INDIGO 2016 – 2017
The INDIGO – Passage to Healing body of work represents a bold new de-colonial discourse exploring HEALING through painting and performance, closely connecting the themes to the historic Indigo dye that runs through a hidden narrative in African history, soaking it in untold stories of the mass enslavement of Africans, and a disconnected heritage in which bodies were traded for cloth. Ending Invisibility & Women’s Bodies Edited Out of History.
In a review of the work, leading author, art critic and editor Ashraf Jamal says “Robyn Denny and Mamela Nyamza’s Indigo Africa, an installation and performance – presented at AKAA – tracks the history of empire, and, in concert with that history of ideological domination and material extraction, the oppression of women.”
In the large-scale canvases Denny explores the natural pigment indigo through its complex history of tumultuous trade. At once the colour of royalty and oppression, a piece of indigo cloth was traded for a slave life in colonised Africa. Indigo profits built the Vlisco empire, while Vlisco itself contributed to what scholars call the “African Print” hoax.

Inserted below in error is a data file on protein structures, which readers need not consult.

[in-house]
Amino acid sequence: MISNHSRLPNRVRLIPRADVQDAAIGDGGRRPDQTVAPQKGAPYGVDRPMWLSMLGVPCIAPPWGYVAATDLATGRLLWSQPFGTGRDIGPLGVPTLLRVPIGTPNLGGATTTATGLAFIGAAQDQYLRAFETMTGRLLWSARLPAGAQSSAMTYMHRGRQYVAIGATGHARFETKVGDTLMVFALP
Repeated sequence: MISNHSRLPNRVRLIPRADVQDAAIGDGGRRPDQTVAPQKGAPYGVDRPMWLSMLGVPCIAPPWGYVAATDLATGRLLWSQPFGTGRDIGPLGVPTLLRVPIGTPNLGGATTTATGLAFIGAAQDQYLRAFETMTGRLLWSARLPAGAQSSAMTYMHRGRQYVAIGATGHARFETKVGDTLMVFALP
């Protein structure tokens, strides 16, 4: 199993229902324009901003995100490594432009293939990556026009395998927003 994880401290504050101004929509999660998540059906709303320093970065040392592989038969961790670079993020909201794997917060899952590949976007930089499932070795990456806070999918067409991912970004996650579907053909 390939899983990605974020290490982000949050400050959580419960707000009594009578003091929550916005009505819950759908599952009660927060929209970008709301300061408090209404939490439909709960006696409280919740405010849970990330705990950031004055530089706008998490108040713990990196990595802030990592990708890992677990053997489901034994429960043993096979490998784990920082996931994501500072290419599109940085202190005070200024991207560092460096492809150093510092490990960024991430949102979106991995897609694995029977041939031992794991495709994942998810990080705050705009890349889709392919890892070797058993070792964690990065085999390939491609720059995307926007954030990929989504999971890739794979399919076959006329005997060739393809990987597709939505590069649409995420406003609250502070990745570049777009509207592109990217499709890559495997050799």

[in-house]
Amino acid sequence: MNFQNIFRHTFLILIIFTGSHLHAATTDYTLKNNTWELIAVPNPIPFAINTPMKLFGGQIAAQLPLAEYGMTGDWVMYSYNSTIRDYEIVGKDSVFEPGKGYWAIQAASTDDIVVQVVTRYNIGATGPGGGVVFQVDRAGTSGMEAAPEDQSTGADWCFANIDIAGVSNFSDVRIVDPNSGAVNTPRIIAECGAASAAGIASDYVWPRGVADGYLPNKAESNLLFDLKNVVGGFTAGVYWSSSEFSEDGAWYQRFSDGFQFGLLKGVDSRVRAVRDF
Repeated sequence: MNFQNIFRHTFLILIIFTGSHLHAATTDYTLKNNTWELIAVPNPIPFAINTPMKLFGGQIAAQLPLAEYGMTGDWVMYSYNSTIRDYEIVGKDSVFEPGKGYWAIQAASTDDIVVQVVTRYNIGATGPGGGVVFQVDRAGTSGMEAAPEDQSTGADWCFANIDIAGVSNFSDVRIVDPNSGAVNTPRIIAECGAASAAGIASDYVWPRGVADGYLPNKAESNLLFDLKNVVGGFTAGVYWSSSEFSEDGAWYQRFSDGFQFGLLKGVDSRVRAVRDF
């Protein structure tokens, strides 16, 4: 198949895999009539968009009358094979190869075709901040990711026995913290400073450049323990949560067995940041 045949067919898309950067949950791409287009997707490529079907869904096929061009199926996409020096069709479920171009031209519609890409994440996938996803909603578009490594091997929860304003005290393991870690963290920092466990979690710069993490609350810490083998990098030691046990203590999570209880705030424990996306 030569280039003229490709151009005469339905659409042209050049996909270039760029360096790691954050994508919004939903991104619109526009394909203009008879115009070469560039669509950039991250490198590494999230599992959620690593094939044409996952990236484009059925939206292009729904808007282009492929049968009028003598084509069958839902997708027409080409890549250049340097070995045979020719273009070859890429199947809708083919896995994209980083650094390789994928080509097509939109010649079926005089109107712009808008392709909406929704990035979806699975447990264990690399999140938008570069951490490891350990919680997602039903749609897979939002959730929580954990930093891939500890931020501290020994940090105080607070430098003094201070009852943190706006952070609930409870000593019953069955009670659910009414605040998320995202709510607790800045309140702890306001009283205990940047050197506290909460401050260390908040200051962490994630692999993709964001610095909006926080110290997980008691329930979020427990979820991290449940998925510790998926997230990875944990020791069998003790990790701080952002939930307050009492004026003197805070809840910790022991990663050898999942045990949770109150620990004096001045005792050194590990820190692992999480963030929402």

Focal points for Denny are the Dahomey Amazons who wore indigo, and the economically voracious interface of the Dutch with the pigment in West Africa. Mesmeric layers emerge in a series soaked in the history of this deep hue – Denny has ground and liquefied the processed leaves of the Indigofera tinctoria plant for the works.